An integral part of running a successful healthcare practice is dealing with patients, especially difficult ones. Even the most reputable medical practices, at some point, encounter a difficult patient. How you deal with difficult patients could mean the difference between a satisfied patient or the one who never comes back to your practice. Here are five tips on how to deal with difficult patients.
Listen to the patient: An upset patient wants to vent, so start by listening. Allow the patient to talk and don’t argue with him or her. If the patient is being rude or starts shouting, stay calm, and keep your emotions under control. Don’t get angry or upset. Try to de-escalate the situation by keeping your voice soft and low.
Don’t take negative comments personally: Keep in mind that the patient is not angry with you. He or she is upset about the care provided by your staff or the quality of your service. Keep a positive attitude and remain courteous and professional at all times.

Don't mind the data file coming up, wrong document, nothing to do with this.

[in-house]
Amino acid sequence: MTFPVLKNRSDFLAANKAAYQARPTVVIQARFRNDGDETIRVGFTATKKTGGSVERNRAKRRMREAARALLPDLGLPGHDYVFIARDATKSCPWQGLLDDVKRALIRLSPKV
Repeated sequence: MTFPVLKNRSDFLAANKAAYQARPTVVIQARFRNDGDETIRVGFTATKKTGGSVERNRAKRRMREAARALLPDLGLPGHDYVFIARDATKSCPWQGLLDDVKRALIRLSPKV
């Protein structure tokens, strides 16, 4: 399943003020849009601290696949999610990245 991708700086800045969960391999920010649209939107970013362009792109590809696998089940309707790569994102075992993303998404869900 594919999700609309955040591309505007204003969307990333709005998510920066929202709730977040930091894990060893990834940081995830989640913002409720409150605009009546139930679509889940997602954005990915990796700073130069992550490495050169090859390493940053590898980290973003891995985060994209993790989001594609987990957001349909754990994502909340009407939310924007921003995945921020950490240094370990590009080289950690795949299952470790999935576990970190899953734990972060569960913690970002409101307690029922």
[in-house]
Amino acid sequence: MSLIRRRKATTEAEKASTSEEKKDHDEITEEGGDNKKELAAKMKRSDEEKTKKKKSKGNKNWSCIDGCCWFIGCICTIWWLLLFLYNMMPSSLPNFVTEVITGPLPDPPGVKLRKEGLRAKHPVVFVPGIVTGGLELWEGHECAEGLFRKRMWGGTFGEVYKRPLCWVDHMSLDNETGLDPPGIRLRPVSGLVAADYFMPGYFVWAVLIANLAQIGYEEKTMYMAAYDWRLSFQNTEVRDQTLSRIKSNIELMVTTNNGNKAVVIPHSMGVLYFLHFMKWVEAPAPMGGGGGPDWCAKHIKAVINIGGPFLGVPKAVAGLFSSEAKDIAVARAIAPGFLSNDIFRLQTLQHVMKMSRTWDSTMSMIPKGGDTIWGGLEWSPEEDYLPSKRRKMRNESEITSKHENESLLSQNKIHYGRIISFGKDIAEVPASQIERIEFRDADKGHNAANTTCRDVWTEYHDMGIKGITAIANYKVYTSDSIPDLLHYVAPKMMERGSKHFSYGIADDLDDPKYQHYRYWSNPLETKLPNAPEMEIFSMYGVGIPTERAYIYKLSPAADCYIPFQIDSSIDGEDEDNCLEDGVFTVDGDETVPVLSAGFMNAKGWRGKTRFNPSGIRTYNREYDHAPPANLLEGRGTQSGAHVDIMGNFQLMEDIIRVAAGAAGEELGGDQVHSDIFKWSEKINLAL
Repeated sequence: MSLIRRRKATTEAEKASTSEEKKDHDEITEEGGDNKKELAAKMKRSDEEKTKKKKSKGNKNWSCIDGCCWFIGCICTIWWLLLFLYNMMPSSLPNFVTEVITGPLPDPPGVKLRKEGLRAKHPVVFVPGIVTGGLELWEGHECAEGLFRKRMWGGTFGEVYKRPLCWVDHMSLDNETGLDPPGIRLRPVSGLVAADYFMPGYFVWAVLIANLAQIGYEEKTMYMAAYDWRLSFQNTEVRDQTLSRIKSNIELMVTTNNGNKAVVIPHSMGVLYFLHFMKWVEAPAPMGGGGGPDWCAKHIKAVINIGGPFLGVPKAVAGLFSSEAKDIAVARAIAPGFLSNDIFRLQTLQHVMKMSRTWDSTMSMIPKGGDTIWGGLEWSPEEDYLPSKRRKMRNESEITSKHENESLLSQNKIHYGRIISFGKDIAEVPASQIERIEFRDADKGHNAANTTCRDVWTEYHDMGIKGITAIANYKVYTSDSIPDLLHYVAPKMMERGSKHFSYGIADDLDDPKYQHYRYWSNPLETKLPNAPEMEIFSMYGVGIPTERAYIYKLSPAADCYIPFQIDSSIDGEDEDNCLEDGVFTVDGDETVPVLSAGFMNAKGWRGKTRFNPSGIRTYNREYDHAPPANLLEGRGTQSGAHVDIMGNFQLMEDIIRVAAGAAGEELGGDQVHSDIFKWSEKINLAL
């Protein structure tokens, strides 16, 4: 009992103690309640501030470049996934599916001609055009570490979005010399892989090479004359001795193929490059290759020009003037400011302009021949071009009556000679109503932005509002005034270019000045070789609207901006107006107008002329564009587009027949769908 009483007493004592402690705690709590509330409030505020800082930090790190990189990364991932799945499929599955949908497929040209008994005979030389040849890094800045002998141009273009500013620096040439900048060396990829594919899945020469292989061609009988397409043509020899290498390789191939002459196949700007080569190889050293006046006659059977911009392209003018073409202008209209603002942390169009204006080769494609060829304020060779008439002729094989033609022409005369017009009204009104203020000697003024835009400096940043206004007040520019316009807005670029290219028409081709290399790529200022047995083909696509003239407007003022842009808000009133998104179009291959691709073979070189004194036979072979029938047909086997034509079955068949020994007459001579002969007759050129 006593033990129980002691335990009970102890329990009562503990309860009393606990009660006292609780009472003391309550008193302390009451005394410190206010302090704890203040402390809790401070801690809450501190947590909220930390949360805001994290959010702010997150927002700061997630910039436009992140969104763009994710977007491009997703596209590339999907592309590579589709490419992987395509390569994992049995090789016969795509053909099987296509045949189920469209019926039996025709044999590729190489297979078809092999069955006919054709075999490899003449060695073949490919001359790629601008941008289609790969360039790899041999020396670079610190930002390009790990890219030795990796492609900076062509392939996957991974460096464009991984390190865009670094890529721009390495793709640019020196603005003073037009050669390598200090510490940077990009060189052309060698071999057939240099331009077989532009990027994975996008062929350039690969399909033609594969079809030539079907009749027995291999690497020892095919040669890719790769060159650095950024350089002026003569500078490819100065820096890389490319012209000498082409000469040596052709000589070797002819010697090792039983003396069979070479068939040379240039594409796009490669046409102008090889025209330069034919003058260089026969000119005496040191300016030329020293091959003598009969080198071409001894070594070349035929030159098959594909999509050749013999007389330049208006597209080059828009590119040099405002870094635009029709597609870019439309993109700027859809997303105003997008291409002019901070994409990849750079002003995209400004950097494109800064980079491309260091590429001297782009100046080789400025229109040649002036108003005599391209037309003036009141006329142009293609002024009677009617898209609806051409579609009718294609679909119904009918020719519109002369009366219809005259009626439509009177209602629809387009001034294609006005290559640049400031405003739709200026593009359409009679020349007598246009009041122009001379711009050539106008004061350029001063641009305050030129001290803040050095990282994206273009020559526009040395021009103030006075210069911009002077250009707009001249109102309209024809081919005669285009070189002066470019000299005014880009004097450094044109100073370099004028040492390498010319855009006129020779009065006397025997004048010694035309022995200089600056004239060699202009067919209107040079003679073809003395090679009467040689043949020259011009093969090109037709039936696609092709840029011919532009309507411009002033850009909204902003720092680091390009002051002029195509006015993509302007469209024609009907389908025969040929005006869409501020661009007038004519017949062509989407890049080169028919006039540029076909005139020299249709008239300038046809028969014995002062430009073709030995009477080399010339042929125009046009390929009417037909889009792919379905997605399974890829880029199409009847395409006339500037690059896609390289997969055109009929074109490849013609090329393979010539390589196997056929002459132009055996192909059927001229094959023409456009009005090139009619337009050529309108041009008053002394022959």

Watch your words: Be careful with your selection of words while talking to the patient and refrain from using words that could provoke defensive reactions from the patient. Also, avoid looking disinterested during the conversion or rambling in response to the patient’s distress, which might aggravate the situation.
Apologize: Empathize with the angry patient, and apologize for the unpleasant experience, even if the patient is unreasonable. A calmer, more balanced attitude will help you diffuse the situation.
Suggest a remedial action: Offer an acceptable resolution to the patient and discuss what you can and can’t do to resolve the problem. Resolving the issue promptly will help prevent the situation from escalating any further. Offer to compensate the patient for any inconvenience caused if the fault is on your side.
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